The Sacramento Bee
California will send money to low-income families and other assistance to struggling small businesses as part of nearly $7.6 billion in economic stimulus measures Gov. Gavin Newsom signed into law Tuesday.
Under the deal Newsom negotiated with lawmakers, millions of low-income Californians will receive $600 payments from the state, on top of the money many already received from the federal government.
Small businesses that have been hit hard by the pandemic will be able to apply for a share of $2 billion in grants.
Newsom and lawmakers are relying on a surprise surplus to fund the aid programs.
At the start of the pandemic, state budget experts predicted a steep drop in tax revenue. But over the last seven months, California residents and businesses have sent more money to the state’s coffers than expected, in large part because the recession induced by the pandemic left the state’s highest earners relatively unscathed, even as it has devastated low-income families and small businesses.
“I cannot overstate how critical the immediate action we passed today is,” Senate President Pro Tem Toni Atkins, D-San Diego, told reporters Monday after the Legislature passed the bills. “Californians, as I’ve said before, are hungry and they’re hurting, wondering how they will make meager ends meet.”
The $600 state payments will go to people who receive the California Earned Income Tax Credit, a payment for families earning less than $30,000 that includes some undocumented and mixed-status families. California families will begin receiving those payments after they file their 2020 taxes.
“File your taxes early,” Sen. Nancy Skinner, D-Berkeley, advised Californians who believe they may qualify.
People with questions about whether they qualify or how to claim the credit can visit www.caleitc4me.org.
Some undocumented immigrant families who file for the tax credit using individual taxpayer identification numbers will receive a second $600 payment, bringing their total state aid to $1,200. Lawmakers set aside more money for those families because they were left out of the federal aid package.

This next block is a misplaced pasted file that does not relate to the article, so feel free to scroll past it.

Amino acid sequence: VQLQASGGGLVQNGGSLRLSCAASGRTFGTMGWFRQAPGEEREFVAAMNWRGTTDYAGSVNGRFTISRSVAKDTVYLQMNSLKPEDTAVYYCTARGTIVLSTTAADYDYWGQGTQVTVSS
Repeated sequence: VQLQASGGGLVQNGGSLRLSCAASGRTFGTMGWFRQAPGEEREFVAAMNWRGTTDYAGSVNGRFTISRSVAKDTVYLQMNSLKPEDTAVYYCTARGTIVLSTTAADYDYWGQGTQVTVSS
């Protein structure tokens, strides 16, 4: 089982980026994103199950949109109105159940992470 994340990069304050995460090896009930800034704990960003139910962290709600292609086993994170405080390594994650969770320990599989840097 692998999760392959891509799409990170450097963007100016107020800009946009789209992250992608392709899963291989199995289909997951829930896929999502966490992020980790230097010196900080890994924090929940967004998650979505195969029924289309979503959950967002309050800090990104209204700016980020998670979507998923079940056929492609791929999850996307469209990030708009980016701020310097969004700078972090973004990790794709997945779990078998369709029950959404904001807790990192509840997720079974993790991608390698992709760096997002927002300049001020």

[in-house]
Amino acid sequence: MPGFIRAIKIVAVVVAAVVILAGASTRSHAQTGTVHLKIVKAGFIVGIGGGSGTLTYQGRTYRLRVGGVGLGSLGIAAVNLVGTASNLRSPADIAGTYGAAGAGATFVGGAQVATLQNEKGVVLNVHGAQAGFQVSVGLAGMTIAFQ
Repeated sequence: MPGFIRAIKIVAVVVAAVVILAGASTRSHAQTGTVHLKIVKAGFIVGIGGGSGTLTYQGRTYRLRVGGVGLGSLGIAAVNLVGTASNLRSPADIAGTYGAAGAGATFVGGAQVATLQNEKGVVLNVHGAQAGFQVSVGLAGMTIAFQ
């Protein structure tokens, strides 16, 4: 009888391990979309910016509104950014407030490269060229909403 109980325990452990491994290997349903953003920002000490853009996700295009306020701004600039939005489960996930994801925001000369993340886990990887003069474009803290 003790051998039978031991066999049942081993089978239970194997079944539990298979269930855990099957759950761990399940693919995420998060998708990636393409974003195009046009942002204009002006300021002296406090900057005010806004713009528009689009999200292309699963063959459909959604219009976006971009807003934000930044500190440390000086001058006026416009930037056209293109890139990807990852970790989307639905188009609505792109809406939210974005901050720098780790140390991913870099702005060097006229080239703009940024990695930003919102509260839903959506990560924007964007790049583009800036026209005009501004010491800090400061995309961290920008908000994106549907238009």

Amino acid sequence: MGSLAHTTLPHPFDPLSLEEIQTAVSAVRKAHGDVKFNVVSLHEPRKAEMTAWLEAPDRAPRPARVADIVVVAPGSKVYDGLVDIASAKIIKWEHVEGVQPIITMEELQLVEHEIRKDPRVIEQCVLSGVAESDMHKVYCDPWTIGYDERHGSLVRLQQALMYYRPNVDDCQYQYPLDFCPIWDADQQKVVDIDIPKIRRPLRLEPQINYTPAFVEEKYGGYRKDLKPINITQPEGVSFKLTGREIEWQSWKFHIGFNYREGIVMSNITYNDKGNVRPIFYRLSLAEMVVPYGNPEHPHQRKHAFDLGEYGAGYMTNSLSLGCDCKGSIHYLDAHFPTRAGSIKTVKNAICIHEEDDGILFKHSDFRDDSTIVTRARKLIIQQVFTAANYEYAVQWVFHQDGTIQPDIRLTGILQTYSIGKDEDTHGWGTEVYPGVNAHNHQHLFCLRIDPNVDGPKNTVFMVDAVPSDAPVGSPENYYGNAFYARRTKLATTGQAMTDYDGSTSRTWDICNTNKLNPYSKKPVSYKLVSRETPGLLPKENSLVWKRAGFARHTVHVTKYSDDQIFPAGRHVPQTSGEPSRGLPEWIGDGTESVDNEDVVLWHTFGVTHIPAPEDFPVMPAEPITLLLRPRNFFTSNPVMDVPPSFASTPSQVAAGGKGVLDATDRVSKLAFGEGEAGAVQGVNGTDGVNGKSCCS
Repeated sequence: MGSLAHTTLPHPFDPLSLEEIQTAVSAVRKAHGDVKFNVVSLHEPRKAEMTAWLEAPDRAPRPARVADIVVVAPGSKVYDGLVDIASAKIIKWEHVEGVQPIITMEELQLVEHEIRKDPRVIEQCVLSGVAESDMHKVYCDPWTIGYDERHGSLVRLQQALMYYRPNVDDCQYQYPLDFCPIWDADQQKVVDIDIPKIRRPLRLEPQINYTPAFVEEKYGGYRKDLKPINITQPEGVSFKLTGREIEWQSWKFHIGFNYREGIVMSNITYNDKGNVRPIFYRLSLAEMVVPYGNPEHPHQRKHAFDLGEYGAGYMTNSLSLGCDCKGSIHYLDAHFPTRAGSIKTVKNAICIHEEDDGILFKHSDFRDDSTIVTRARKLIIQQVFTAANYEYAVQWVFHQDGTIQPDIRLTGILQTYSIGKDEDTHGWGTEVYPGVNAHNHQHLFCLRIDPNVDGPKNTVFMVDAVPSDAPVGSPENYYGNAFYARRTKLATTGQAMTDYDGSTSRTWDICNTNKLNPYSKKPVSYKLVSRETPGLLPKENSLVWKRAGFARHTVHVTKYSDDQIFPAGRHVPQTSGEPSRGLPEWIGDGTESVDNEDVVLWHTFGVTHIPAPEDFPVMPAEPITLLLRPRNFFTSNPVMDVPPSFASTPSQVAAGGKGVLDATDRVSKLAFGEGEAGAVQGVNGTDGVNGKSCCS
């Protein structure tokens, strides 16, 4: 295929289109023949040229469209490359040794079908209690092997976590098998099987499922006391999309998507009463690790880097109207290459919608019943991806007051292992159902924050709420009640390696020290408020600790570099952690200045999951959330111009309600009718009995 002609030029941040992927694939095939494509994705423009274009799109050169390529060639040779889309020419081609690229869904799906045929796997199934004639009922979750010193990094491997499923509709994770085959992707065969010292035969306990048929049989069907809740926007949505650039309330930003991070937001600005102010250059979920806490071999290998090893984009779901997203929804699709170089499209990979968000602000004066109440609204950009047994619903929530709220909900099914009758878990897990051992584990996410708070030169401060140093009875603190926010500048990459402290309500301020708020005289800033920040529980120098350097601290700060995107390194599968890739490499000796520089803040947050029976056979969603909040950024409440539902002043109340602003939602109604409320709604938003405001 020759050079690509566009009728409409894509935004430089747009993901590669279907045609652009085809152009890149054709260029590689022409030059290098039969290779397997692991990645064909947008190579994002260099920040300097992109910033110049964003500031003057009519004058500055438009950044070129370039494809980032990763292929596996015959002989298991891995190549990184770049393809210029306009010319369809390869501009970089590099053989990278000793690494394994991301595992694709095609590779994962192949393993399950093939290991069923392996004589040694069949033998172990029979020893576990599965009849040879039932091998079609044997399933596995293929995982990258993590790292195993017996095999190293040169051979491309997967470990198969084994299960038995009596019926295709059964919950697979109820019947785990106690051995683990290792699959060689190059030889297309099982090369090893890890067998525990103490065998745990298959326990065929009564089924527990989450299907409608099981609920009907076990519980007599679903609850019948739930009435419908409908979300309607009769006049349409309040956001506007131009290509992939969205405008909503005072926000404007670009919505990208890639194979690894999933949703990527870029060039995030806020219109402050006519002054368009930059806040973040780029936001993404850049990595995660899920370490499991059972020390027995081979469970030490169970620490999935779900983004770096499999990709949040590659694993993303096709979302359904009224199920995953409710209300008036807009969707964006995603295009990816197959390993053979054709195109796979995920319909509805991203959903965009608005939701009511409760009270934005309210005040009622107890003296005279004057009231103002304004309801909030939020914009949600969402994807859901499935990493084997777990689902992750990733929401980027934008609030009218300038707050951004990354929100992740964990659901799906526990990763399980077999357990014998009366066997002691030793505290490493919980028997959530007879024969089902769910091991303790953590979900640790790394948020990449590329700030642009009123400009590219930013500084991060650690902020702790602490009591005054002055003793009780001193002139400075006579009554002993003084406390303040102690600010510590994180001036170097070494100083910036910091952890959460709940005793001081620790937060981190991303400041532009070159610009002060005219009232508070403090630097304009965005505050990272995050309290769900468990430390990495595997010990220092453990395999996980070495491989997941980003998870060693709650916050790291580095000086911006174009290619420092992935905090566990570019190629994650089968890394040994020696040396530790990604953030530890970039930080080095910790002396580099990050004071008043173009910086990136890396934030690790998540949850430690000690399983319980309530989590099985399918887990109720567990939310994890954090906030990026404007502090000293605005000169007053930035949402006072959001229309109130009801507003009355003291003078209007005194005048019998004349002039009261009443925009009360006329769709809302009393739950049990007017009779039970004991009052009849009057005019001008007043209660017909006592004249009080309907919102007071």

The measures Newsom signed will also provide $600 payments to people on the state’s welfare program CalWORKS. People in that program can expect to see that money by mid-April, according to Newsom’s office. The state will also provide $600 payments to disabled and elderly people in the SSI/SSP program and the Cash Assistance Program for Immigrants, but the timing of those payments is still unclear.
As part of the stimulus package, small businesses hurt by the coronavirus can apply for grants up to $25,000. Licensed barbers and cosmetologists, as well as restaurants and bars licensed to serve alcohol, will be exempt from paying licensing fees to the state.
The aid package Newsom signed into law also includes $24 million to help agricultural workers isolate after possible COVID-19 exposure, $35 million for food banks and diapers and $100 million in financial aid for low-income community college students.
It also distributes $400 million in federal funds for child care and restores $857 million cut last year from the University of California, California State University, the state court system and other areas.
The bills Newsom signed Tuesday represent most of the $9.57 billion economic stimulus deal announced last week. Lawmakers passed most of the bills Monday, but held off on one bill that would have created $2 billion in tax breaks for businesses that got federal paycheck protection program loans. Atkins said that the bill is still being negotiated and will likely be changed in the next few days, potentially to add more aid money.